If At First You Don't Succeed...

If At First You Don't Succeed...
In redfish tournaments we hope for 28-inchers. This 25-incher, while not really a heavyweight, has a chance to score well in the Spot Pot category.

When it comes to kayak fishing the Texas coast, one of my favorite aspects is the multitude of places an angler can launch their kayak. By having this ease of access, there are several areas that can be targeted from every possible angle. Often times this has left me staring at an area on Google maps and wondering how that specific end of the lake would be. I have heard reports of a few fish being caught in certain places but I never make time to see for myself.  At times it is difficult to break away from my go-to spots to check out new ones but sometimes it is necessary. 

Here recently, the Elite Redfish Series was hosting the second tournament on my end of the coast. Knowing that it was going to be locally, it left me with plenty of time to find a solid "A" spot; it would also give me an opportunity to try a few different areas and see if I could come up with a "B" spot. I figured this would be a perfect time to go to a new area and see if I can find fish away from some of the more popular spots. 

Now this is the dilemma when it comes to fishing a new spot. 

When arriving to a certain area, it appears to be more than ideal to hold fish. It has good tidal flow, plenty of bait, patches of grass etc. It has everything except for fish. You spend a full day scouting a promising area and wind up empty-handed. I believe this is when the worst decision an angler can make occurs. After one scarce trip to a new area, you automatically deem it worthless and never pay attention to it again. That is the epitome of the old saying "You should’ve been here yesterday!" Just because fish were not there while you were does not mean that particular spot is always barren.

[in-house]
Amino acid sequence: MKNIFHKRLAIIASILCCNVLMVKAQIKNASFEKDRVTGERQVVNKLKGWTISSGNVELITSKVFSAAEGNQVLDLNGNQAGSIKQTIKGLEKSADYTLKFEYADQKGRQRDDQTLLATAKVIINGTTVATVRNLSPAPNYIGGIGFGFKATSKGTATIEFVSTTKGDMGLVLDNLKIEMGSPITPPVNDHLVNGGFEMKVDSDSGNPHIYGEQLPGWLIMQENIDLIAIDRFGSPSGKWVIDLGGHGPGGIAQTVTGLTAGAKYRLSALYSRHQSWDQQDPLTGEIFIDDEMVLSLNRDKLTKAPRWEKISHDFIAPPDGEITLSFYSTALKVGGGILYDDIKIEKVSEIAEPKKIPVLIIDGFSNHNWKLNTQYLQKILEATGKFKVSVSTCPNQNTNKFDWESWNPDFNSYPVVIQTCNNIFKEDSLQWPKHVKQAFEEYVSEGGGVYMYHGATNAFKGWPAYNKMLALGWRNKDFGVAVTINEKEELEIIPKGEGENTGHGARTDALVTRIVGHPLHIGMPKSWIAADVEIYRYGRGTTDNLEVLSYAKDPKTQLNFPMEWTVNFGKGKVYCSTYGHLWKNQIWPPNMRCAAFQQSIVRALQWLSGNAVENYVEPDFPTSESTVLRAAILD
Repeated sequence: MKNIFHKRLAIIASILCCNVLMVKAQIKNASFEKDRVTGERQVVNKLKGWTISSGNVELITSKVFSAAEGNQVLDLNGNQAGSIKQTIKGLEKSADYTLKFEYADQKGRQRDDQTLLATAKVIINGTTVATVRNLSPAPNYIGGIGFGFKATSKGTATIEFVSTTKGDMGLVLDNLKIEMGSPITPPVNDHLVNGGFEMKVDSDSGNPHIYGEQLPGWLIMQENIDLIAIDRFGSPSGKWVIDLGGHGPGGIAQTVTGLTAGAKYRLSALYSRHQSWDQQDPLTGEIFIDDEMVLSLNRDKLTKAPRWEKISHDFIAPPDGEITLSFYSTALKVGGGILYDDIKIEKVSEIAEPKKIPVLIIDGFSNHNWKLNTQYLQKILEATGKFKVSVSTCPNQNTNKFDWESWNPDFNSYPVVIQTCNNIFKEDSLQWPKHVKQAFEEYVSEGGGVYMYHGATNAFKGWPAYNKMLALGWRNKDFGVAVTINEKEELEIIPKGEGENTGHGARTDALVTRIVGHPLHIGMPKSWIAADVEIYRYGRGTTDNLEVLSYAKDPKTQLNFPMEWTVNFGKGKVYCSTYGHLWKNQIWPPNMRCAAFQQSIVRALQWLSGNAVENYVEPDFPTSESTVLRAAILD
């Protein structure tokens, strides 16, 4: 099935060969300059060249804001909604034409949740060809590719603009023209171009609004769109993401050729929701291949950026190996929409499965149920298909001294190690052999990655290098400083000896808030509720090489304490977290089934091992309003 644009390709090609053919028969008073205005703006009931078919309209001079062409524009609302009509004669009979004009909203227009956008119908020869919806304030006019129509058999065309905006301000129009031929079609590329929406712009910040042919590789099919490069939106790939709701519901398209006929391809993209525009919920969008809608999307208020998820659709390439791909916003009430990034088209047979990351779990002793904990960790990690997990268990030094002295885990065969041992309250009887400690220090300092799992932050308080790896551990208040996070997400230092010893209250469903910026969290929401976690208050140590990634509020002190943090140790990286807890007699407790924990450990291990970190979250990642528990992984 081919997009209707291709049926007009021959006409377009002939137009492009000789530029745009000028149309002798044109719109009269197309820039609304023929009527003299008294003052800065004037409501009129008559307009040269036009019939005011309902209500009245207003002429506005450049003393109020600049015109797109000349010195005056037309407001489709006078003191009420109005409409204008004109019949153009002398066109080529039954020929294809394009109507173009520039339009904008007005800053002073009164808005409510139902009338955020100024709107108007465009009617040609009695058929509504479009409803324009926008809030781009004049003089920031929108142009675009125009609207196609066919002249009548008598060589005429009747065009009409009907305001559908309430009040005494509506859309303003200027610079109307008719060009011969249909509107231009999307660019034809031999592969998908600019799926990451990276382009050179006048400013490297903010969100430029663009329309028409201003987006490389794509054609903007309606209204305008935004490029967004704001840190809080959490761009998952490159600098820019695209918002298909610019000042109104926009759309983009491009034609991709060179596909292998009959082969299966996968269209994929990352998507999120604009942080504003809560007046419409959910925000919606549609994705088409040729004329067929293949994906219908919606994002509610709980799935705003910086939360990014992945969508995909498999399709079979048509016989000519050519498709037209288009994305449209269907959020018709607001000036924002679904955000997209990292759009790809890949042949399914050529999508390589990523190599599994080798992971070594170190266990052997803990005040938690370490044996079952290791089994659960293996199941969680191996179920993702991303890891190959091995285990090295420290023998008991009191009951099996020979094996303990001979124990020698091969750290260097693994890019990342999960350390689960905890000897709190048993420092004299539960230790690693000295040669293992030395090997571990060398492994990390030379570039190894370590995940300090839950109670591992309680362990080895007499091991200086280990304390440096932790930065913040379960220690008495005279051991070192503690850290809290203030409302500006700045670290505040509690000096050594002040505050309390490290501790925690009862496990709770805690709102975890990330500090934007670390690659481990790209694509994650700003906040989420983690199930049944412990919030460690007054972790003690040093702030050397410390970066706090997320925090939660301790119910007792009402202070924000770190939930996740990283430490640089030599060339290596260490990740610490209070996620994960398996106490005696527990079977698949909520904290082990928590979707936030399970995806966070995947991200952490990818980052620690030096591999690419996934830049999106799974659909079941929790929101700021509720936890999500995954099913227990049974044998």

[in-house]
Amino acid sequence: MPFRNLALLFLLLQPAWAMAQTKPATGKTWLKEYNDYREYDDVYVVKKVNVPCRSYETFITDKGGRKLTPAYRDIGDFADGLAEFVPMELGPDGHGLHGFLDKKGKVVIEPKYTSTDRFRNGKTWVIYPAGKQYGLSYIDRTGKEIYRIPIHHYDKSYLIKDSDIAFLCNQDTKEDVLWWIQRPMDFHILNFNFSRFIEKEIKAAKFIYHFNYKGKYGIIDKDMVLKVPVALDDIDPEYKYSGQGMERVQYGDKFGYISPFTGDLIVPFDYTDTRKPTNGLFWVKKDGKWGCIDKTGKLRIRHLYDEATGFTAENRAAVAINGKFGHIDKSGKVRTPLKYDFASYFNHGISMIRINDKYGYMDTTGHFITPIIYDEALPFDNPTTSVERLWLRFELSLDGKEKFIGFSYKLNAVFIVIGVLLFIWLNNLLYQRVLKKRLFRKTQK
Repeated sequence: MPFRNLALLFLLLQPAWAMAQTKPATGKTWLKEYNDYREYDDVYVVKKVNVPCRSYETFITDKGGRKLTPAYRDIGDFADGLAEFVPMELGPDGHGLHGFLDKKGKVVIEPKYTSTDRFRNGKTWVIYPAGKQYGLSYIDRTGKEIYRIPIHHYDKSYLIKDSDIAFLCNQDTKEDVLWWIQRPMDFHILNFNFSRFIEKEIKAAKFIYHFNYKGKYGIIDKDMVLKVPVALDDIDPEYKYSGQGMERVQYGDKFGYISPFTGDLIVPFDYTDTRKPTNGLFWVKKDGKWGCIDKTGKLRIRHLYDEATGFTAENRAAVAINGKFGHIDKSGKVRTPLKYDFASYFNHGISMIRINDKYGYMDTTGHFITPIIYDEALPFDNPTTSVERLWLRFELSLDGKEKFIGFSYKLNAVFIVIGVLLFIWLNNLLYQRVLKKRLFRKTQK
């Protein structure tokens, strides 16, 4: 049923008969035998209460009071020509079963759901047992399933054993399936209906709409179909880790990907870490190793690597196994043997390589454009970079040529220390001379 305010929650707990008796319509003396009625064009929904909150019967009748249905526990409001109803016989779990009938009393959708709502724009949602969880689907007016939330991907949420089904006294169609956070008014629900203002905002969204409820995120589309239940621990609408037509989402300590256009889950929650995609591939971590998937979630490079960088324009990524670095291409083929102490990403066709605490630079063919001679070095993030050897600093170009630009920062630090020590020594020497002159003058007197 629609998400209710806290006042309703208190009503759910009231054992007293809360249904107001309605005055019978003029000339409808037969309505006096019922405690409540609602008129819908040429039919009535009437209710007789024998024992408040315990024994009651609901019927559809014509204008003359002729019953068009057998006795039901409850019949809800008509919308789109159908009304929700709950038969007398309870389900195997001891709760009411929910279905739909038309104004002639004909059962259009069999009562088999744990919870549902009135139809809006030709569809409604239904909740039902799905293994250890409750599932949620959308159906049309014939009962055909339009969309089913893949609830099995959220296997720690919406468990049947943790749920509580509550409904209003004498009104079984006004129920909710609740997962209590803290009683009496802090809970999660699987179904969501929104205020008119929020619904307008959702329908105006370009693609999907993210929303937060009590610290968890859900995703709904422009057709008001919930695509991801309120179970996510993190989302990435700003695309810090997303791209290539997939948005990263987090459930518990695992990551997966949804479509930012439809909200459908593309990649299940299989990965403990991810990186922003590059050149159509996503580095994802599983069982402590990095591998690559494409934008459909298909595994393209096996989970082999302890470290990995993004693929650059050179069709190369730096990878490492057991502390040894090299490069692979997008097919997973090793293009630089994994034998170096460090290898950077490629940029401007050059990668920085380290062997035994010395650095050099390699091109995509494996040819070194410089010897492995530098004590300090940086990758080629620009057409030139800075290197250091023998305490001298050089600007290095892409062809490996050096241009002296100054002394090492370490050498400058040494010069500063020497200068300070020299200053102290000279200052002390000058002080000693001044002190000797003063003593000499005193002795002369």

Here recently I ran into a similar situation, fishing a spot that was new to me. My morning started early as I made a 3-mile paddle to my destination and I was eager to begin fishing. I eased into the area and started to assess my surroundings. The first thing I noticed was the tide coming in and I assumed that it would push some fish back into the pond. As I paddled, I kept running into small pods of shad and mullet and occasionally seeing a few crabs scurry away from my passing kayak. I continued following the shoreline and consistently encountered patches of grass. From the looks of it, I thought for sure I was about to wear the redfish out.

I stuck with my usual plan, which is to move a steady pace down the shore and cover a good amount of water with my lure. I continued for the first few hours of the morning and had not spooked or seen anything, nor did I hear a fish crash the bank or scatter bait. It was dead. I then decided to start paddling and not stop until I found activity that made me want to cast. I paddled nearly the whole perimeter, which was a few miles, and I only pushed one fish. 

After getting back to the launch I was dumbfounded on the trip I had just made. Everything seemed nearly perfect for the area but at the time, it just was not holding any fish. I resumed my weekend and went back to an area that I had some confidence in. I caught a few fish and felt that on tournament day I could pull a few fish out of there to bring to the scales.

The next week while sitting at work, I could not help but to think about why that one particular area was not holding fish. I went and scoured Google Maps once more and tried to figure out where I went wrong. Not fully convinced that it was a lifeless pond, I decided to give it another try the following weekend.

Just like the last time, my morning started early and it was another nearly perfect day. The only difference this time was the tide was flowing out fairly quick, and we had a little stronger south wind. As soon as I entered the area, I threw out the ol' trusty spoon and it did not take long and I was hooked up. Two casts later resulted in another healthy redfish and just like that, three casts produced two solid fish. I continued down the same bank that I fished previously and the results were the complete opposite. 

I continued making long casts down the bank and the hookups kept coming. I repeated this scenario dozens of times around the perimeter of that lake that had appeared barren on my first visit and was stunned by the results of that day. After a lull period in the catching, I realized that the tide had switched and started coming in. And just like that, the bite was over. 

This is just a prime example that fish tend to move in and out of an area daily and if you are not there at the right time, you will never find them. I think it is important to not automatically judge a spot after one trip. Certain conditions like tide, wind and time of year can determine when and if the fish will show up. If the area shows to be ideal to hold fish and your first trip there, you come up empty handed, listen to the old saying. Try, try again.